Micro‑Cheating Is When Someone Flirts, or Strays Slightly Outside the Bounds of a Relationship. Is it Infidelity?
Many believe that since micro-cheating involves consistent emotional investment, it can be worse than physically cheating on one’s partner.
Indulging in sneaky late-night chats with one’s office crush, going on liking sprees on Instagram, lying about one’s relationship status on social media… none of these are, per se, suspicious. Digital dances of myriad kinds with online strangers are a common feature of life on the internet.
In the realm of modern love, micro-cheating is among the countless challenges and ethical dilemmas that are on the rise. A term used to describe subtle acts of infidelity that fall short of outright physical or emotional betrayal, micro-cheating encompasses a range of behaviors that involve flirtatious interactions outside of the bounds of one’s relationship. In doing so, the notion of micro-cheating becomes a frontier that reflects the prevailing ethical norms governing individuals in committed relationships. But while the idea of micro-cheating raises important questions about the kind of boundaries we set in modern relationships, it doesn’t conclusively determine exactly where to draw the line between innocent social interactions and actions that erode trust within a relationship.
“I have had a client who was micro-cheating in the world of gaming. This person was online as a digital personality and having a ‘relationship’ with another digital personality. It all played out on screen, but in some of the games they were able to be ‘intimate,'” recounts Gwen Butler, a sex therapist and couples’ counsellor. “It’s complicated, because on one hand, my client could say that it’s not happening in real life and there is nothing going on physically. It’s all fantasy… [But when m]y client’s real life partner became aware of the digital relationship… [they] fe[lt] betrayed.”
It is, perhaps, the subjective nature of relationships and varying expectations within them that make it difficult to establish universal guidelines around micro-cheating; some indeed dismiss it as harmless fun, while others perceive it as a breach of trust, an emotional betrayal, or a marker of dissatisfaction within the relationship. Caroline Madden, a marriage therapist from California, believes the latter to be common driver behind micro-cheating. “Since the pandemic started… I have many clients confide in me that they are surprised at how much they miss certain coworkers. It turns out that the ‘special friend’ at the office was acting as a Band-Aid on a bad marriage by meeting their needs for respect, appreciation, and emotional connection.”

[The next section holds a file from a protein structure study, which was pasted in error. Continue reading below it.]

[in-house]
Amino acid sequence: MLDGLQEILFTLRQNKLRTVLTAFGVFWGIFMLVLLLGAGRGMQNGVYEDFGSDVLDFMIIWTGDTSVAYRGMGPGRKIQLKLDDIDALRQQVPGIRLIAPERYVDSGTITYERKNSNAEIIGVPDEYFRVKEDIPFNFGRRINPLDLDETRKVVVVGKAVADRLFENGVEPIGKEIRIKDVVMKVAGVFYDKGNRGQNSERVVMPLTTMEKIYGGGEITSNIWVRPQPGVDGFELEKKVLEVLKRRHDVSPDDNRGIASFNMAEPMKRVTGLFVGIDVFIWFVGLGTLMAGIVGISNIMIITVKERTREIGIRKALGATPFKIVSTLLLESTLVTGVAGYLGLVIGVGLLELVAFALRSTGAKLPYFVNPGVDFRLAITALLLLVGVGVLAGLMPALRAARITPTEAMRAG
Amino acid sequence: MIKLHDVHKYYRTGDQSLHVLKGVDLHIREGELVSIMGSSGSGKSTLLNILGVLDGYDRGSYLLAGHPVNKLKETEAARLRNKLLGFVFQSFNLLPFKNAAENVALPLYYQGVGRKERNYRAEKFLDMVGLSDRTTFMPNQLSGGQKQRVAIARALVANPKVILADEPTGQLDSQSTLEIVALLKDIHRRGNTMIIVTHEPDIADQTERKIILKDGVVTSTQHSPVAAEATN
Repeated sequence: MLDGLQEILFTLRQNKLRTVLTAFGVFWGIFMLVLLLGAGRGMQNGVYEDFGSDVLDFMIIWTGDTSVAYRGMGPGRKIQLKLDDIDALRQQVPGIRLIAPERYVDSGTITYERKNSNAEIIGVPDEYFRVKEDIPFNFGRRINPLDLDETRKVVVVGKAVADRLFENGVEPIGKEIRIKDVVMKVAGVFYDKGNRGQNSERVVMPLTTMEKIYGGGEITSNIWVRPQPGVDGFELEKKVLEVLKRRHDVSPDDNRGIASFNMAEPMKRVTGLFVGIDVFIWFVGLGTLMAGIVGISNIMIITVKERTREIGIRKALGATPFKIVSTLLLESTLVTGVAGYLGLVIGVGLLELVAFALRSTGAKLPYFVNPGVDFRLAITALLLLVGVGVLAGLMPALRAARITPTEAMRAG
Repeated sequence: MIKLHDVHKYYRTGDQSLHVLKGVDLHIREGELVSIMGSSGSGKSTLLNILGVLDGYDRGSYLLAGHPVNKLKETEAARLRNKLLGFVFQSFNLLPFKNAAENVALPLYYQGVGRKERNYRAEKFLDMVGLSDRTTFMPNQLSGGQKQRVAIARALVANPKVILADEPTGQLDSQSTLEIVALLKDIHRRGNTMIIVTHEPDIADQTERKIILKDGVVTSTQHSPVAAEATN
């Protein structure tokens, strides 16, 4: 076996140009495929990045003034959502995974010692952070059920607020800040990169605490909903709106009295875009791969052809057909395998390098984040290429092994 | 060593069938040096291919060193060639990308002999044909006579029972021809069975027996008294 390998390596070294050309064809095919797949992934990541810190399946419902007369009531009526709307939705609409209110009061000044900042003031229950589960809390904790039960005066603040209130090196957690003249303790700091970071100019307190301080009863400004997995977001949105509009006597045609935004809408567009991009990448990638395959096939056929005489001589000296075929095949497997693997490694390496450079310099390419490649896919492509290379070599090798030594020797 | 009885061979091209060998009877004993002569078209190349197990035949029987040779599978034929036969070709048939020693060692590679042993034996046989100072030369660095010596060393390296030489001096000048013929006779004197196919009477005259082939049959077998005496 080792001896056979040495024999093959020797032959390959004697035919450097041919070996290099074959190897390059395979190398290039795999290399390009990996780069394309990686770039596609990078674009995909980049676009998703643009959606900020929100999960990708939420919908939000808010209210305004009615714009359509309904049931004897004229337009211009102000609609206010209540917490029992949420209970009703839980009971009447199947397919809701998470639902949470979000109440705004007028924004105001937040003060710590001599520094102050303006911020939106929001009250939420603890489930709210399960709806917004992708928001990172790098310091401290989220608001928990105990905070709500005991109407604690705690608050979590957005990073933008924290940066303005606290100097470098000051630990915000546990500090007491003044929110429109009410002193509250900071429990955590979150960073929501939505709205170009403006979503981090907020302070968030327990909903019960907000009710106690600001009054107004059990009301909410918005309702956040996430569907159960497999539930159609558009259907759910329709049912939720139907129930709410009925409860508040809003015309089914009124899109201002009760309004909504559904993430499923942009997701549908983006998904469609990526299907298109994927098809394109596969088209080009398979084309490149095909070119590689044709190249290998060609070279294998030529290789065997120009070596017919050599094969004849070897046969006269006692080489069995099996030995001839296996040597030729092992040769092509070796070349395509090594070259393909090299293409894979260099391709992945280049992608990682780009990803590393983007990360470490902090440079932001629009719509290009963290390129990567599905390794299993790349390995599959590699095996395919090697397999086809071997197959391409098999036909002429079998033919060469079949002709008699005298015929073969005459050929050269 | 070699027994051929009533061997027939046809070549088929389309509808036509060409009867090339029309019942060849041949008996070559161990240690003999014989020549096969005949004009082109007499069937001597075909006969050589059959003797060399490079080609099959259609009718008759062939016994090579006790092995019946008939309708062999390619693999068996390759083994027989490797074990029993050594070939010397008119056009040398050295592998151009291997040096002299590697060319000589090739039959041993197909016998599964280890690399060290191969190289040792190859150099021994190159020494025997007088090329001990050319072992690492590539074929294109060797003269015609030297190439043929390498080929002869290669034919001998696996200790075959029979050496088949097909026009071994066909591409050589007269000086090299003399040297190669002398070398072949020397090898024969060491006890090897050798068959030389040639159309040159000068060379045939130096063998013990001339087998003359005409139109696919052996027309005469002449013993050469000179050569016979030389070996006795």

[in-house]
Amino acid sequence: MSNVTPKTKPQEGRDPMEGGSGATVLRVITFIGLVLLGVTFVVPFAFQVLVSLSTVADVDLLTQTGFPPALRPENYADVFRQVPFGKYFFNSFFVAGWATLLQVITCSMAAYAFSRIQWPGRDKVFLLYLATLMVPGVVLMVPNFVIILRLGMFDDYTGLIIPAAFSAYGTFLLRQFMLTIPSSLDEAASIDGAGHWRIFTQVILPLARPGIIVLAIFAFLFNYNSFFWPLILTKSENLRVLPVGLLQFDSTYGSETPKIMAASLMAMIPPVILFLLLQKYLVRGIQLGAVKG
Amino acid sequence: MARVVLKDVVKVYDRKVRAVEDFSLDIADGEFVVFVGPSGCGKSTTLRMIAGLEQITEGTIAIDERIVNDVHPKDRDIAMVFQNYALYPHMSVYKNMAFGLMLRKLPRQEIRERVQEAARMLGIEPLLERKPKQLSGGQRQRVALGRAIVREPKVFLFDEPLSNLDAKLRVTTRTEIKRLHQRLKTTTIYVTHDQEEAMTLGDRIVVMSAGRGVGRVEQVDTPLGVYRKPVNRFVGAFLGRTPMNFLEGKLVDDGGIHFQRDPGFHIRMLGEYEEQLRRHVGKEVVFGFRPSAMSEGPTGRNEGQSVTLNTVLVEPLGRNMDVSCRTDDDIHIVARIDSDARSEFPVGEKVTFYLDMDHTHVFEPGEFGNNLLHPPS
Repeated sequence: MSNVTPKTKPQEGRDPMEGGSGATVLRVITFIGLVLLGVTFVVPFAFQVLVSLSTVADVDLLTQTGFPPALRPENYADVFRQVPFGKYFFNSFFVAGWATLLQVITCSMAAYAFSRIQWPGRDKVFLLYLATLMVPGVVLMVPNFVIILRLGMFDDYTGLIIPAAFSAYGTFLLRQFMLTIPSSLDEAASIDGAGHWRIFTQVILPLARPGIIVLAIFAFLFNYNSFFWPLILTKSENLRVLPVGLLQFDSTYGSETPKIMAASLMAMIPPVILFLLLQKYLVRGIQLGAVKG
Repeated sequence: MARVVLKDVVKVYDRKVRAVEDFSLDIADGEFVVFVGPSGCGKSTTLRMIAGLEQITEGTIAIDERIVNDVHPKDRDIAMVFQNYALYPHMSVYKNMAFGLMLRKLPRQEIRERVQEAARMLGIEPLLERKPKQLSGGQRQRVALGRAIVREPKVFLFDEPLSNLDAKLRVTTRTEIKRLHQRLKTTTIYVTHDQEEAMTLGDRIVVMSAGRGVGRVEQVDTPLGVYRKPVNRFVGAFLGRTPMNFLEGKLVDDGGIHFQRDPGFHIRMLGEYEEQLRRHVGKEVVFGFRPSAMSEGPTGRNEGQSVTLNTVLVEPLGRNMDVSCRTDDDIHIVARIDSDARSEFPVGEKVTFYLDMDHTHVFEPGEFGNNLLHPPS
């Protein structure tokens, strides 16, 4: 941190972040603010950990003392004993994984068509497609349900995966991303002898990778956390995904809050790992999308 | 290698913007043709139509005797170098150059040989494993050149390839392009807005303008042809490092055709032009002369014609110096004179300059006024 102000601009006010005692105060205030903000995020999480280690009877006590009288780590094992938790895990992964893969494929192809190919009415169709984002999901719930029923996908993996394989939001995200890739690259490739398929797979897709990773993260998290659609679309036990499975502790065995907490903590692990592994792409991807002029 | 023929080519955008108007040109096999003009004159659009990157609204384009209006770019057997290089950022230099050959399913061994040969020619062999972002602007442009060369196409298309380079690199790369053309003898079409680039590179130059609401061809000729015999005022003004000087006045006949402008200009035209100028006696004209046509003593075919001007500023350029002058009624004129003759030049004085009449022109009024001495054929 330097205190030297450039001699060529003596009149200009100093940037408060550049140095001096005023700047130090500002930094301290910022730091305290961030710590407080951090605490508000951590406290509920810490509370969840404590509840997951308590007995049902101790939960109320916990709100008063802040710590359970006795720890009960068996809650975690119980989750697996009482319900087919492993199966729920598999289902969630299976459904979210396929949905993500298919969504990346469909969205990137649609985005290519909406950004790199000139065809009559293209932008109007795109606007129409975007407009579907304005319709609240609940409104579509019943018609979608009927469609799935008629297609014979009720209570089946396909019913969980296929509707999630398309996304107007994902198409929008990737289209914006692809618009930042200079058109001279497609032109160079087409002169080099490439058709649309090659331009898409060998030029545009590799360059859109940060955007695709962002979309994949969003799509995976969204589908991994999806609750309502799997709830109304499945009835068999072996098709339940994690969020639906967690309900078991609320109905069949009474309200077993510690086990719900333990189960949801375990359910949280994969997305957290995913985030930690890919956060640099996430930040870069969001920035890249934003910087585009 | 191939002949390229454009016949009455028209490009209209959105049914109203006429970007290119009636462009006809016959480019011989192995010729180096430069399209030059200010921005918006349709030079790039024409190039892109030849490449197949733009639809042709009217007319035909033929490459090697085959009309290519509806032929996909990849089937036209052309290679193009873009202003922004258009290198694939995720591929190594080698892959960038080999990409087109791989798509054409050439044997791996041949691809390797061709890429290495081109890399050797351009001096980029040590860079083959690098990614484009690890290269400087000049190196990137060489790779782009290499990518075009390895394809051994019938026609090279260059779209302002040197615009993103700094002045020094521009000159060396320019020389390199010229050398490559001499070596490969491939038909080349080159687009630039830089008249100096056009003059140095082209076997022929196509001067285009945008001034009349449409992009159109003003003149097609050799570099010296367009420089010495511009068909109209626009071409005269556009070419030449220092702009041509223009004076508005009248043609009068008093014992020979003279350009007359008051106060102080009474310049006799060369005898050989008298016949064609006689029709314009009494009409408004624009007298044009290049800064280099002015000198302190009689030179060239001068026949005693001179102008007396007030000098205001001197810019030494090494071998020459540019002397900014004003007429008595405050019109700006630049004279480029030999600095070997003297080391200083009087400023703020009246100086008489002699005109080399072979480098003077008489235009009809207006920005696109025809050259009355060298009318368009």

According to Madden, micro-cheating isn’t a novel phenomenon, though. “This isn’t new, it just has been given a cutesy name to make it sound harmless. It isn’t.” Prior to the digital domain offering limitless possibilities for connection, micro-cheating took the form of taking off one’s wedding ring at bars, downplaying one’s relationship and misrepresenting its seriousness, secretly staying in touch with former flames, and even discussing the intricacies of one’s partnership with someone outside the relationship, without the knowledge of their partners. Indeed, micro-cheating can start off innocently; but so can adultery.
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Recalling yet another incident she encountered at work, Butler narrates the story of a man who “worked really well together [with his colleague], until the boundaries became blurred.” In time, they started hanging out outside of work, drinking together, and soon, “[H]e began to share his marital stress with this work friend. When you start sharing really intimate information about your relationship you are treading a really fine line that can be crossed to allow other behaviors to take place. That’s exactly what happened. They started out having an emotional relationship through micro-cheating behaviors, and then a physical relationship developed. Ultimately his marriage did not make it.”
This echoes the experiences of a woman in her late twenties, A. “My ex constantly flirted with others. [He] called it harmless flirting. It was. Until it wasn’t,” she says.